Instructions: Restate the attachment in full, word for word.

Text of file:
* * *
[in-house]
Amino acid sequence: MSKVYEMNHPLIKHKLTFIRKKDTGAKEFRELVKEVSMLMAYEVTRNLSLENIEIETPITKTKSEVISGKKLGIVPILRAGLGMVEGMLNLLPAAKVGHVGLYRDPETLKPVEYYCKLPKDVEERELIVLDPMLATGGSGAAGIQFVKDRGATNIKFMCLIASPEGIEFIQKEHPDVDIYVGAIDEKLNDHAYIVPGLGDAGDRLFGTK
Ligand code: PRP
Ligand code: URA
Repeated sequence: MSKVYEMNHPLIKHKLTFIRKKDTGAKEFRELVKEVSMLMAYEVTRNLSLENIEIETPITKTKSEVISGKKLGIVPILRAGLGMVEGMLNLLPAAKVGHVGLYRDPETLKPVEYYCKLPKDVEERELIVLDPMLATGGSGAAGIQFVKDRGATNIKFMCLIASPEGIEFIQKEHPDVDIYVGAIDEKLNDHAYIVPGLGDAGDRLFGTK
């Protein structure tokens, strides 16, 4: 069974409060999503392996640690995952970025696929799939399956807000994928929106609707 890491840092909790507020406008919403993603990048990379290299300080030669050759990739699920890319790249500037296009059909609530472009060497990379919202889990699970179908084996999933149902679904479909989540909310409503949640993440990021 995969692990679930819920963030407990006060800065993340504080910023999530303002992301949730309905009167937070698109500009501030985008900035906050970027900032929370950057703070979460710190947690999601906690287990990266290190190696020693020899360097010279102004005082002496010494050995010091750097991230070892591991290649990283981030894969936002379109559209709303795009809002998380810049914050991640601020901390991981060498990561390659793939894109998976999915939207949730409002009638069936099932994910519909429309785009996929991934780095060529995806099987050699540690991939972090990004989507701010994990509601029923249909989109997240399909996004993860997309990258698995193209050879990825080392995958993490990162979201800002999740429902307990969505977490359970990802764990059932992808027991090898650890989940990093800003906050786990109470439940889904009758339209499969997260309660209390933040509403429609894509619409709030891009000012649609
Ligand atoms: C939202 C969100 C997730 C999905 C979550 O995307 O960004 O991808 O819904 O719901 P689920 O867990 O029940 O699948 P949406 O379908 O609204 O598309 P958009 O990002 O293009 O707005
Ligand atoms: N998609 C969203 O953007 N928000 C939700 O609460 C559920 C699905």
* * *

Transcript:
[in-house]
Amino acid sequence: MSKVYEMNHPLIKHKLTFIRKKDTGAKEFRELVKEVSMLMAYEVTRNLSLENIEIETPITKTKSEVISGKKLGIVPILRAGLGMVEGMLNLLPAAKVGHVGLYRDPETLKPVEYYCKLPKDVEERELIVLDPMLATGGSGAAGIQFVKDRGATNIKFMCLIASPEGIEFIQKEHPDVDIYVGAIDEKLNDHAYIVPGLGDAGDRLFGTK
Ligand code: PRP
Ligand code: URA
Repeated sequence: MSKVYEMNHPLIKHKLTFIRKKDTGAKEFRELVKEVSMLMAYEVTRNLSLENIEIETPITKTKSEVISGKKLGIVPILRAGLGMVEGMLNLLPAAKVGHVGLYRDPETLKPVEYYCKLPKDVEERELIVLDPMLATGGSGAAGIQFVKDRGATNIKFMCLIASPEGIEFIQKEHPDVDIYVGAIDEKLNDHAYIVPGLGDAGDRLFGTK
């Protein structure tokens, strides 16, 4: 069974409060999503392996640690995952970025696929799939399956807000994928929106609707 890491840092909790507020406008919403993603990048990379290299300080030669050759990739699920890319790249500037296009059909609530472009060497990379919202889990699970179908084996999933149902679904479909989540909310409503949640993440990021 995969692990679930819920963030407990006060800065993340504080910023999530303002992301949730309905009167937070698109500009501030985008900035906050970027900032929370950057703070979460710190947690999601906690287990990266290190190696020693020899360097010279102004005082002496010494050995010091750097991230070892591991290649990283981030894969936002379109559209709303795009809002998380810049914050991640601020901390991981060498990561390659793939894109998976999915939207949730409002009638069936099932994910519909429309785009996929991934780095060529995806099987050699540690991939972090990004989507701010994990509601029923249909989109997240399909996004993860997309990258698995193209050879990825080392995958993490990162979201800002999740429902307990969505977490359970990802764990059932992808027991090898650890989940990093800003906050786990109470439940889904009758339209499969997260309660209390933040509403429609894509619409709030891009000012649609
Ligand atoms: C939202 C969100 C997730 C999905 C979550 O995307 O960004 O991808 O819904 O719901 P689920 O867990 O029940 O699948 P949406 O379908 O609204 O598309 P958009 O990002 O293009 O707005
Ligand atoms: N998609 C969203 O953007 N928000 C939700 O609460 C559920 C699905």